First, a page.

Have you discovered aspects of your website that aren’t up to modern standards? Are you rebranding your business with a new logo and graphics, too?

You’ll want to relaunch your website to ensure your brand elements look cohesive. Relaunching a website is no cakewalk, though. Your website includes frontend elements like your brand colors and user interface (UI), as well as backend elements like analytics integrations and forms. 

To launch your site without hiccups, you need a plan to bring what’s useful from your old site to the new one while ensuring the new design works great. Here’s everything you need to know to successfully make the transition. 

New Weibsite Launch Checklist

1. Content and SEO Components

Content from your old website is perhaps the most important aspect to carry over. First, if you haven’t done so previously, you’ll want to make a content spreadsheet (sometimes called a content library). This is the document that contains all the website content you’ve published.

Second, log into Google Analytics (GA) and look at your blog posts that are getting the most traffic. It’s useful to save all of your content, and definitely that which is producing traffic, i.e. 10 visitors per month or more. You can find your top-performing pages in GA by Acquisition > All Traffic > Source/Medium > Landing Page. 

Third, export that list from GA and copy the URLs over to your content spreadsheet. Also copy the URLs’ average monthly traffic numbers, 

Fourth, log into Google Search Console (GSC) and look for your blog posts that have the most backlinks. You can find this info in the GSC menu by going to Links > External links > More. This will take you to a list of links titled “Top linked pages – externally”, which you can then export and add to your content spreadsheet.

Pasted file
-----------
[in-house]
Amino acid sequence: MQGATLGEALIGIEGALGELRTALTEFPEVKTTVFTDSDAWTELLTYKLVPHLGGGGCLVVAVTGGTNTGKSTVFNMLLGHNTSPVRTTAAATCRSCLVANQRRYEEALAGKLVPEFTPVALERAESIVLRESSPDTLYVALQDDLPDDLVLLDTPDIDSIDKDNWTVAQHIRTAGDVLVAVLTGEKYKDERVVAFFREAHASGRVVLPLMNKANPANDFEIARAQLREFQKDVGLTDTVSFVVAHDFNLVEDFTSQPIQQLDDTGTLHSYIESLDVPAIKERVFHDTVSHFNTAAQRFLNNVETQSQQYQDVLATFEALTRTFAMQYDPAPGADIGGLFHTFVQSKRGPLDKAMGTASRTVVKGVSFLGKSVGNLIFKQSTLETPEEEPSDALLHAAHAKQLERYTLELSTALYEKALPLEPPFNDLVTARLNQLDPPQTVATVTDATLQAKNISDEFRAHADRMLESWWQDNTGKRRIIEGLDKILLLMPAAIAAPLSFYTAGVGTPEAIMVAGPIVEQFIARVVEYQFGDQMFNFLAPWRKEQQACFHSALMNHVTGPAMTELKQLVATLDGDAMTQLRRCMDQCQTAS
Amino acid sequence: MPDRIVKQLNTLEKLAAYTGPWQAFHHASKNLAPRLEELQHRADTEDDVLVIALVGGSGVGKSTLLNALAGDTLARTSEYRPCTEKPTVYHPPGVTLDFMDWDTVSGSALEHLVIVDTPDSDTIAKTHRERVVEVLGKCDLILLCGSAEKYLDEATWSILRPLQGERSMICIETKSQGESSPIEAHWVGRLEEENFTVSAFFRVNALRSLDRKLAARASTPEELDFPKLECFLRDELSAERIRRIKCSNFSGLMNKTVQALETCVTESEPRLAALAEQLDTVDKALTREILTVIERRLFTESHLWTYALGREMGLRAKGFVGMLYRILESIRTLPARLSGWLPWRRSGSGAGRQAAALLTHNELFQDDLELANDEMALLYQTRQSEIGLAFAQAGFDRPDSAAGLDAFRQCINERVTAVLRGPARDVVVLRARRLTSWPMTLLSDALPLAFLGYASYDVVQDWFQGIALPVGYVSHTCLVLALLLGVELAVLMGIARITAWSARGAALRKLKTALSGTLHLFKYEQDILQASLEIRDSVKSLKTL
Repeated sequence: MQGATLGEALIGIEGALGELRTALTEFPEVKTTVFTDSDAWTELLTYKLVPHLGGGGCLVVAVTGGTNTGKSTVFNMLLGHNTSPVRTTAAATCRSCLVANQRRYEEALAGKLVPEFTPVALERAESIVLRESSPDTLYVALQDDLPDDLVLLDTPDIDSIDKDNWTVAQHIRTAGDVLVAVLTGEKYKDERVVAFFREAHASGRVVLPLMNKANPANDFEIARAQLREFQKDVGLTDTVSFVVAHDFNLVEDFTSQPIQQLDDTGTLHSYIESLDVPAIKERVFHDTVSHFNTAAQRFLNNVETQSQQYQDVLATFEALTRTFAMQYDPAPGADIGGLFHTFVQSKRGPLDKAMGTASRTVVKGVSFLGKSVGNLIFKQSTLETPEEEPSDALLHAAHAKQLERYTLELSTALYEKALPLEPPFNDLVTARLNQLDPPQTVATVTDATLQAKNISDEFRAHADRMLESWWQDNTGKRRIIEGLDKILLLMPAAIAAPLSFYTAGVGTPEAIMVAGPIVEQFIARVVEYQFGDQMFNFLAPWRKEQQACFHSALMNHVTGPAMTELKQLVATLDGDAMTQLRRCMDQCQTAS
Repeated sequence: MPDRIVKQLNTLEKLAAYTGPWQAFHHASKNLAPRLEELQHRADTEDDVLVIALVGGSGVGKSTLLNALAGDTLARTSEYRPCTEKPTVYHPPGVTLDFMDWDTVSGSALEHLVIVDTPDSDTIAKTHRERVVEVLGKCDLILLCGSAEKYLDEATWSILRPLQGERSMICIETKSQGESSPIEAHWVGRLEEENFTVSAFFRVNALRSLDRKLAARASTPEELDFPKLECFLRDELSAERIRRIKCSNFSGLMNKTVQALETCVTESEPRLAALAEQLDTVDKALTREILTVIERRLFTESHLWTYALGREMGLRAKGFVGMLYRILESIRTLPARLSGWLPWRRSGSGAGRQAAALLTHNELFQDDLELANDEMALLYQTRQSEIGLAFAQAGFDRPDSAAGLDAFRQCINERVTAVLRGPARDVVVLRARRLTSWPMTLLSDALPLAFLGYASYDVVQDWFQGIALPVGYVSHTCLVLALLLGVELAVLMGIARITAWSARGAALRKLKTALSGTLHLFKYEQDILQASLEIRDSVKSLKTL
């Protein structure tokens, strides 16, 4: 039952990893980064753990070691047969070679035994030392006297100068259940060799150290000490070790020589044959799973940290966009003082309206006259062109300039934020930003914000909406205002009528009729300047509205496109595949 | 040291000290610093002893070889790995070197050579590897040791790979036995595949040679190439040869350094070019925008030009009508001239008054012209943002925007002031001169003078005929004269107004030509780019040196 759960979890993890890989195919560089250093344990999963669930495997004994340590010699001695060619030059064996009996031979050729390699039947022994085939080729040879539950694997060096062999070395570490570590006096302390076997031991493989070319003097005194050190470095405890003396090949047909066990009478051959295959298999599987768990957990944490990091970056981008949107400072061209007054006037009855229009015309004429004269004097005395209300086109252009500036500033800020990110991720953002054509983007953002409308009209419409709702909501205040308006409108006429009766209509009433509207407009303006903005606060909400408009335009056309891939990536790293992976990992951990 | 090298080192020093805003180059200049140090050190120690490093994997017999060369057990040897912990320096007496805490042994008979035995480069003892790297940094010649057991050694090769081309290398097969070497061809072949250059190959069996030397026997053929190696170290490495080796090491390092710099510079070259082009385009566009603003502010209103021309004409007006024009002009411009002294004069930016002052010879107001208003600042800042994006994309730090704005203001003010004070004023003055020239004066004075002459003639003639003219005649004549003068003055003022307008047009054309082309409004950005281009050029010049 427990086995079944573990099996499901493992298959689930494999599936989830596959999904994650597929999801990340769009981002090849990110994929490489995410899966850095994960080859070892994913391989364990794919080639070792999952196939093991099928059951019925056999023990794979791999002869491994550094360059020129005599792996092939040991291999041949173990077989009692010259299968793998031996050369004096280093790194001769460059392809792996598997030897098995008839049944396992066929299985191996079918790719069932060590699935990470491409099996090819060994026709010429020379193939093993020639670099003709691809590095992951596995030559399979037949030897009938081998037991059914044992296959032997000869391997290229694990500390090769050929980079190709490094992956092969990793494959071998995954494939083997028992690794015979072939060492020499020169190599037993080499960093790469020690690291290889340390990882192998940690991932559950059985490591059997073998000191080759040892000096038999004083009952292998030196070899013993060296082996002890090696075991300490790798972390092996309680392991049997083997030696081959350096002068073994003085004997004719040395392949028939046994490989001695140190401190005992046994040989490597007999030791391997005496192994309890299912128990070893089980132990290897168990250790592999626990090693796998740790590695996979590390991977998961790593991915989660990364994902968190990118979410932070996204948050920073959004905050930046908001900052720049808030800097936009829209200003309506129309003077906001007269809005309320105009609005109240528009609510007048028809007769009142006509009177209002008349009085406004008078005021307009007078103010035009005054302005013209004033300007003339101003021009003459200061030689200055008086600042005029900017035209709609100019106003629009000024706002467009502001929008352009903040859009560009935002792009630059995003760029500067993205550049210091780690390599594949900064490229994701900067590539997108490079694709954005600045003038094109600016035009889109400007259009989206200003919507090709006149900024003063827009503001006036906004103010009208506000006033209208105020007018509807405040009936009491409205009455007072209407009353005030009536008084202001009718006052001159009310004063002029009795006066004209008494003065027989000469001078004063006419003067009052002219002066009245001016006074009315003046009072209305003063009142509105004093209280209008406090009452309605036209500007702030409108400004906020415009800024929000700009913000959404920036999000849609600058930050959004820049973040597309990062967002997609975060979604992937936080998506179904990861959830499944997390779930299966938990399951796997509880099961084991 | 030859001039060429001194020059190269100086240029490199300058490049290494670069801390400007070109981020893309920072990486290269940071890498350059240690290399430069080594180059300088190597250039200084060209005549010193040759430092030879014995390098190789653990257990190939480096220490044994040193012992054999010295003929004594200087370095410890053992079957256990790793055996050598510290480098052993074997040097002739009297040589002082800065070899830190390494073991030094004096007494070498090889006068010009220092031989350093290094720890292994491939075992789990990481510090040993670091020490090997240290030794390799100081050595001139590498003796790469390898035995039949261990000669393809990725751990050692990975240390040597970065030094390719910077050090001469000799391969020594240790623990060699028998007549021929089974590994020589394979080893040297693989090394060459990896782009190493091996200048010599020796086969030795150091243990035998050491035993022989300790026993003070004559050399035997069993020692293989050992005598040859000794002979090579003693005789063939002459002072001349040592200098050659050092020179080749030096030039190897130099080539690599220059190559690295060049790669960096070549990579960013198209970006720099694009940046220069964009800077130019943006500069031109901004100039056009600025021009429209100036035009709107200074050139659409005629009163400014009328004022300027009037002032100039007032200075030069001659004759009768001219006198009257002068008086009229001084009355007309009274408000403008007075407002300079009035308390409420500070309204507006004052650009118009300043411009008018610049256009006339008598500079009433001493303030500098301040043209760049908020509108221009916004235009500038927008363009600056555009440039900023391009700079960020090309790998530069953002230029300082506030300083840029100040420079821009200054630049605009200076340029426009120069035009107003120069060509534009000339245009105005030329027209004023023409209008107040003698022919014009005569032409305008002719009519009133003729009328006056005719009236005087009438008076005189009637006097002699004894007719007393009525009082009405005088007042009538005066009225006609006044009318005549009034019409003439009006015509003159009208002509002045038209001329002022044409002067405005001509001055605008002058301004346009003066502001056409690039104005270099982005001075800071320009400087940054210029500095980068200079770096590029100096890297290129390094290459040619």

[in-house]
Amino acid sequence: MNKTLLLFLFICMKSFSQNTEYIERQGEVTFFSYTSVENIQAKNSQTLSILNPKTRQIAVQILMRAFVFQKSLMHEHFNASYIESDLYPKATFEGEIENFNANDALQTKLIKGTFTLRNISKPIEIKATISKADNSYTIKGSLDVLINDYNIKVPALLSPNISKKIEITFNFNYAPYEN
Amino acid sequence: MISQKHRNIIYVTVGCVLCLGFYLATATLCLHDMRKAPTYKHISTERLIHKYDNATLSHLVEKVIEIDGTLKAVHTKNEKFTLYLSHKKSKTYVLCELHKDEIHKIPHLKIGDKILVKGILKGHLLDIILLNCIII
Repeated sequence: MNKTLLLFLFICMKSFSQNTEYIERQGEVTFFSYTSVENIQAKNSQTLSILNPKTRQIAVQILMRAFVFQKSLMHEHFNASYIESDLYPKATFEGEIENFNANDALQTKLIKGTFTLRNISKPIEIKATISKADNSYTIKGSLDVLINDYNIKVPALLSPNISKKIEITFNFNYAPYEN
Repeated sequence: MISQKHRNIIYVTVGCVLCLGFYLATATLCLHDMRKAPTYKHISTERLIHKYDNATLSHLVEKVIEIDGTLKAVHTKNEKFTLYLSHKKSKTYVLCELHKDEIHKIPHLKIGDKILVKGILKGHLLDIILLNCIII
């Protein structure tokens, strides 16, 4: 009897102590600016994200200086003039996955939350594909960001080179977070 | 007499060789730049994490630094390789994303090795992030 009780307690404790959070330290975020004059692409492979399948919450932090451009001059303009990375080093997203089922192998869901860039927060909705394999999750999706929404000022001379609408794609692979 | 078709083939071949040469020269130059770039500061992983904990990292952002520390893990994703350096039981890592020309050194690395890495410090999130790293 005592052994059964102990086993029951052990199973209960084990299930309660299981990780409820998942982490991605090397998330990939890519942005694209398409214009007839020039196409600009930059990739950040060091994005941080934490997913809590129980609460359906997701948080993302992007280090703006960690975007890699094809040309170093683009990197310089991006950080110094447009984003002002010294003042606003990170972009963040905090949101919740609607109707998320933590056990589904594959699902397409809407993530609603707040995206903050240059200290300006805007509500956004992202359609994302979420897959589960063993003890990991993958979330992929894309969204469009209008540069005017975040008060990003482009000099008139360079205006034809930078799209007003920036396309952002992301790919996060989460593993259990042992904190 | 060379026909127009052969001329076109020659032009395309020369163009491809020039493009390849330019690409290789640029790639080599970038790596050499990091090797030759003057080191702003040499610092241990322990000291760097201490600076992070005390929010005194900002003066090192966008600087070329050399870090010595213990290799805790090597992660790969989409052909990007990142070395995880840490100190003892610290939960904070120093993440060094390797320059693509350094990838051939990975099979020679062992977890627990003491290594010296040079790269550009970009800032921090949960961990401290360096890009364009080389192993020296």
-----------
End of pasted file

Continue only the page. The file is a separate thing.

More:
Once all your content is listed, include a separate column for any of your URLs that need to be changed. Keeping your URLs short is one of the simple ways to quickly improve your SEO, and a website relaunch is the perfect time to review which URLs need this most. 

Taken together, this data shows you what your most effective and popular content pieces are. Notice what content topics your audience craves, as you’ll want to produce content that expands on your existing success. This is one of the three stages of SEO and helps you generate stronger traffic moving forward.

Once your top-performing content list is complete, set up 301 redirects from the old URLs to the new ones. This is the only way to ensure the SEO value of your old content is carried through to your new website. 

2. Technical and Analytical Components

With your existing content on its way to producing traffic and leads for your site, the next step is configuring analytical capabilities. Making sure GA is set up properly offers peace of mind and creates a clear view into your metrics moving forward.

First, make sure your new site’s GA tracking code is added to your website. Accomplishing this depends on what content management system (CMS) or hosting platform you use. Refer to your hosting service’s dashboard for instructions on how to do this. 

Second, you’ll want to filter out your own IP address, or as many as are applicable. This prevents GA from showing you traffic that’s coming from you or your staff. You can do this by getting your public IP address, then going to Create filter > Exclude > Traffic from the IP addresses > That are equal to, then adding yours and clicking Save Changes.

Third, set up your most important conversion goals in GA for the new website. Tracking this information in GA shows you not only what your most conversion-friendly pages are, but also how effective your funnels are. 

You can start this process by looking in the main menu for Conversions > Goals > Overview. You can use GA’s conversion goal templates or create your own if you’re comfortable doing so. 

Being able to access traffic and conversion data at a moment’s notice helps you maximize your business strategy. If you find any unexpected dips in traffic or lower-than-usual conversions, you can spot it right away and course correct. 

3. Appearance and Navigability Components